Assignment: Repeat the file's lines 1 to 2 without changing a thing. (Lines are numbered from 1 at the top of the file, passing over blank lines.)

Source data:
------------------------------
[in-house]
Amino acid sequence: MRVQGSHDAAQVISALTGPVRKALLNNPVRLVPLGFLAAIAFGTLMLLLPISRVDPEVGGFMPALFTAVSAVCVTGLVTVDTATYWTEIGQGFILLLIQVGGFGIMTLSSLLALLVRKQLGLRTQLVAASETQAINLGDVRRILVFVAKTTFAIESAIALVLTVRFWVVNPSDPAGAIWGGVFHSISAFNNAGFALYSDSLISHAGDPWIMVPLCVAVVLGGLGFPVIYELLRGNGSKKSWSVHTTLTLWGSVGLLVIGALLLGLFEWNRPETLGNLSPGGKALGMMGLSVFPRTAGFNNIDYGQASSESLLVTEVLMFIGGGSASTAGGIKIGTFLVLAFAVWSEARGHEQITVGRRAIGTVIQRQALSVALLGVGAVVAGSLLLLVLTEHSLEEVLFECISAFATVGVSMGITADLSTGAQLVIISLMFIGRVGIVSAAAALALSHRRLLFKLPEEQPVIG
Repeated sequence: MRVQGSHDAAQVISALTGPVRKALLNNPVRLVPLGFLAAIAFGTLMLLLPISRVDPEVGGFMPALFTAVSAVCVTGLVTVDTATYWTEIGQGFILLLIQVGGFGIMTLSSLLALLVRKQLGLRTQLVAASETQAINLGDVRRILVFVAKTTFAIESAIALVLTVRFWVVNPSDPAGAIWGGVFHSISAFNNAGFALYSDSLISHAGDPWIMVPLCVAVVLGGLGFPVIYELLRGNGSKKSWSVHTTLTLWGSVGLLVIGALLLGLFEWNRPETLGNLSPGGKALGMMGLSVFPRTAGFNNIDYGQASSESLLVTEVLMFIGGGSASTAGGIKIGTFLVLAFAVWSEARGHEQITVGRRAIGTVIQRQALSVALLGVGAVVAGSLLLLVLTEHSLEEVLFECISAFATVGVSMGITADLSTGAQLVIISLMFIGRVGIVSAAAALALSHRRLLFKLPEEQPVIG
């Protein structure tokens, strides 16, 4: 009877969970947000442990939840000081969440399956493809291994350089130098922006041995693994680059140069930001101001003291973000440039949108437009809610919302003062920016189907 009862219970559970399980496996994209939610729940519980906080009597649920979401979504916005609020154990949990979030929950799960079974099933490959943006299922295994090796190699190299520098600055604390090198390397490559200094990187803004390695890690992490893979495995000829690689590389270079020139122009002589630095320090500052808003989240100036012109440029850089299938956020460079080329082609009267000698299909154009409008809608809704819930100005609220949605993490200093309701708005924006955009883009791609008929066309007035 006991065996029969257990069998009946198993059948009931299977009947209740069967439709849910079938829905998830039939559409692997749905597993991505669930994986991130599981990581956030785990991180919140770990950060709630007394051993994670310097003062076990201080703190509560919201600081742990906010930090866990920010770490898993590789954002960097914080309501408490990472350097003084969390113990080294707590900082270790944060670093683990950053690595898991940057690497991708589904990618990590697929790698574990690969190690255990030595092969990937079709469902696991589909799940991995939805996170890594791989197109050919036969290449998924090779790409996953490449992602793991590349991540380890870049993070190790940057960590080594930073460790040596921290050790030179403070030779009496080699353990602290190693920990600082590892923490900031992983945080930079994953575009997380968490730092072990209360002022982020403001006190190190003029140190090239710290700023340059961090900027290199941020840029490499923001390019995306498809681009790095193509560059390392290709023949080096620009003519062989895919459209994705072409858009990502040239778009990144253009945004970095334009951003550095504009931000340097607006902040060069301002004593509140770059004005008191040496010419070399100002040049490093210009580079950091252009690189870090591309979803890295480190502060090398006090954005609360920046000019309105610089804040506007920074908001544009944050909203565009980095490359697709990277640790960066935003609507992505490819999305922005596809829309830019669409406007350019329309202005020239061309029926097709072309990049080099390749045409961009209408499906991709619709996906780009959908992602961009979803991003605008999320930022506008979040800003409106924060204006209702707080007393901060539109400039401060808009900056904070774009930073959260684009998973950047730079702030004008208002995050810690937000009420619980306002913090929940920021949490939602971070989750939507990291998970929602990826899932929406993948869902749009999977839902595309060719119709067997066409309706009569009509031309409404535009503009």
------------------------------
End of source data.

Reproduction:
[in-house]
Amino acid sequence: MRVQGSHDAAQVISALTGPVRKALLNNPVRLVPLGFLAAIAFGTLMLLLPISRVDPEVGGFMPALFTAVSAVCVTGLVTVDTATYWTEIGQGFILLLIQVGGFGIMTLSSLLALLVRKQLGLRTQLVAASETQAINLGDVRRILVFVAKTTFAIESAIALVLTVRFWVVNPSDPAGAIWGGVFHSISAFNNAGFALYSDSLISHAGDPWIMVPLCVAVVLGGLGFPVIYELLRGNGSKKSWSVHTTLTLWGSVGLLVIGALLLGLFEWNRPETLGNLSPGGKALGMMGLSVFPRTAGFNNIDYGQASSESLLVTEVLMFIGGGSASTAGGIKIGTFLVLAFAVWSEARGHEQITVGRRAIGTVIQRQALSVALLGVGAVVAGSLLLLVLTEHSLEEVLFECISAFATVGVSMGITADLSTGAQLVIISLMFIGRVGIVSAAAALALSHRRLLFKLPEEQPVIG